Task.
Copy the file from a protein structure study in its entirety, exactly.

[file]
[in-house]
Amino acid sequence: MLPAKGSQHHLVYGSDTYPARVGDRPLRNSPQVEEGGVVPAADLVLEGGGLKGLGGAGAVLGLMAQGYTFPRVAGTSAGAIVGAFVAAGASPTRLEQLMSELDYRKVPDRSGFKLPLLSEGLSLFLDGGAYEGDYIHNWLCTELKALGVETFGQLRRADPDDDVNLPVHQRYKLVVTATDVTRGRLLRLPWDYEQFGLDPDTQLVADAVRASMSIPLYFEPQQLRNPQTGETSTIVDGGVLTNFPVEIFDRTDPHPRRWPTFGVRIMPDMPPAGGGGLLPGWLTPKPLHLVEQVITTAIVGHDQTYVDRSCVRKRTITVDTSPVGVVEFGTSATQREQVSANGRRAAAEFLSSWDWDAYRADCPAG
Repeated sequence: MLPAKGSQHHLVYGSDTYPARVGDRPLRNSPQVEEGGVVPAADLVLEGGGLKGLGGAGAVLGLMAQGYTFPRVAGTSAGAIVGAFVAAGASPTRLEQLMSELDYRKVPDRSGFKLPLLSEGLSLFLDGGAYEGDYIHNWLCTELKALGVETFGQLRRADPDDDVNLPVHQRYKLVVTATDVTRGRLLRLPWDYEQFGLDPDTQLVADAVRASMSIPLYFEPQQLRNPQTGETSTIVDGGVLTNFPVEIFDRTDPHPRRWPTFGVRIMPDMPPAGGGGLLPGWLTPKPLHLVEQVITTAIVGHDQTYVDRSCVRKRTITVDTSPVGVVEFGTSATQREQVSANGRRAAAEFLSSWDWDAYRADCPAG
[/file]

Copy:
[in-house]
Amino acid sequence: MLPAKGSQHHLVYGSDTYPARVGDRPLRNSPQVEEGGVVPAADLVLEGGGLKGLGGAGAVLGLMAQGYTFPRVAGTSAGAIVGAFVAAGASPTRLEQLMSELDYRKVPDRSGFKLPLLSEGLSLFLDGGAYEGDYIHNWLCTELKALGVETFGQLRRADPDDDVNLPVHQRYKLVVTATDVTRGRLLRLPWDYEQFGLDPDTQLVADAVRASMSIPLYFEPQQLRNPQTGETSTIVDGGVLTNFPVEIFDRTDPHPRRWPTFGVRIMPDMPPAGGGGLLPGWLTPKPLHLVEQVITTAIVGHDQTYVDRSCVRKRTITVDTSPVGVVEFGTSATQREQVSANGRRAAAEFLSSWDWDAYRADCPAG
Repeated sequence: MLPAKGSQHHLVYGSDTYPARVGDRPLRNSPQVEEGGVVPAADLVLEGGGLKGLGGAGAVLGLMAQGYTFPRVAGTSAGAIVGAFVAAGASPTRLEQLMSELDYRKVPDRSGFKLPLLSEGLSLFLDGGAYEGDYIHNWLCTELKALGVETFGQLRRADPDDDVNLPVHQRYKLVVTATDVTRGRLLRLPWDYEQFGLDPDTQLVADAVRASMSIPLYFEPQQLRNPQTGETSTIVDGGVLTNFPVEIFDRTDPHPRRWPTFGVRIMPDMPPAGGGGLLPGWLTPKPLHLVEQVITTAIVGHDQTYVDRSCVRKRTITVDTSPVGVVEFGTSATQREQVSANGRRAAAEFLSSWDWDAYRADCPAG